Following Friday prayers, police used tear gas and pellets to fight back the protesters who gathered in their largest numbers since authorities clamped down and detained more than 500 political and separatist leaders.

Other stone-throwing incidents were reported from the northern and southern parts of Kashmir.

Authorities were closely watching for any anti-India protests, which will determine a further easing of restrictions for the Eid holiday.

The region's top administrative official, Baseer Khan, said that essential commodities including food, grains and meat will be delivered to different parts of the region by Sunday.

In the meantime, most residents have been waking up before dawn to get food and other supplies stockpiled by neighborhood shopkeepers and pharmacists inside their homes. Shortly after dawn, police and paramilitary soldiers swiftly occupy the roads and streets as part of the restrictions on movement.

While some easing on the movement and opening of shops is expected around Eid, officials still held reservations about restoring mobile and internet services. Some relaxation of curbs on landline communication, however, could be considered, they said.

Pakistani Foreign Minister Shah Mahmood Qureshi met with his Chinese counterpart and other top officials in Beijing on Saturday. He said that China fully supports Pakistan in taking the Kashmir issue to the U.N. Security Council.

He also said Pakistan is considering going to the U.N. Human Rights Commission over the situation.

"When a demographic change is made through force, it's called genocide, and you are moving toward genocide," he told reporters in Islamabad after returning from Beijing.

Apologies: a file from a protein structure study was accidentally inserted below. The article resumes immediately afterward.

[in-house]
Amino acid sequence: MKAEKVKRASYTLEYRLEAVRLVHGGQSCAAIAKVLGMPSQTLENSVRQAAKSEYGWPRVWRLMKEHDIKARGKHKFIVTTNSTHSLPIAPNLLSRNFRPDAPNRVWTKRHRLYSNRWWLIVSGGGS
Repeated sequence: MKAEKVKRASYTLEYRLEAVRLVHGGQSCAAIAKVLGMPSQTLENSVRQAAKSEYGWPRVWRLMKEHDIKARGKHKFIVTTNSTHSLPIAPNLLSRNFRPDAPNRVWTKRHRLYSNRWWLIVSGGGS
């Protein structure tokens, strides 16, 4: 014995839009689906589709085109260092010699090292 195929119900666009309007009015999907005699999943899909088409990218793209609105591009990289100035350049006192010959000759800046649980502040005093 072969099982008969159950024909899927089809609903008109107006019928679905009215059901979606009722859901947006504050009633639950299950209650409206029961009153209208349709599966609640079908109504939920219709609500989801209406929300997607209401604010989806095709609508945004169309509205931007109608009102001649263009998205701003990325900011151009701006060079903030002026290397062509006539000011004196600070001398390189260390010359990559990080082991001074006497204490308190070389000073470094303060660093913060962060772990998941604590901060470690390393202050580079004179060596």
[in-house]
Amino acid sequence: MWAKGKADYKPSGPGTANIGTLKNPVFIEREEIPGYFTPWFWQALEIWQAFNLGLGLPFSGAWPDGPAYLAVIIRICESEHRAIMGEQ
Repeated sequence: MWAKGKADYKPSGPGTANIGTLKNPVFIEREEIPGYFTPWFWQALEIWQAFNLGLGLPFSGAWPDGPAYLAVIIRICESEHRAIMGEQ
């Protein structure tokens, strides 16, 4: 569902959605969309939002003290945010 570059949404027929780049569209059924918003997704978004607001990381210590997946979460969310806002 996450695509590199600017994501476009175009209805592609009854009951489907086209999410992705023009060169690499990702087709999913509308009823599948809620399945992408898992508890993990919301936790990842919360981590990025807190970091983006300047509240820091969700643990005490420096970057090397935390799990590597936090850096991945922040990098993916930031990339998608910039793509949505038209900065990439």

With India moving to erase the constitutional provision that prohibited outsiders from buying property in Jammu and Kashmir state, Indians from the rest of the country can now purchase real estate and apply for government jobs there. Some fear this may lead to a demographic and cultural change in the Muslim-majority region.

Qureshi said that India's moves have increased the threat to regional peace and raised fears of bloodshed in Kashmir.

He also said that while Pakistan is not planning to take any military action, it is ready to counter any potential aggression by India.

The Indian ambassador to Pakistan, Ajay Bisaria, left Islamabad on Saturday night after Pakistan retaliated against India by lowering diplomatic ties. Fourteen other Indian mission officials and their families also left Islamabad, airport official Mohammad Wasim Ahmed said.

Also Saturday, a regional political party from Kashmir petitioned the Supreme Court to strike down the government's move to scrap the region's special status and divide the state into two federal territories. The National Conference in its plea claimed the move was illegal. An opposition Congress party activist has already filed a petition challenging the communications blockade and the detentions of Kashmiri leaders.

The United States on Friday said that there has been no change in its policy on Kashmir, as Washington continues to regard it as a territory disputed between India and Pakistan.

State Department spokeswoman Morgan Ortagus described Kashmir as "certainly an incredibly important issue" that the United States continued to "follow closely."

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Associated Press writer Zarar Khan in Islamabad contributed to this report.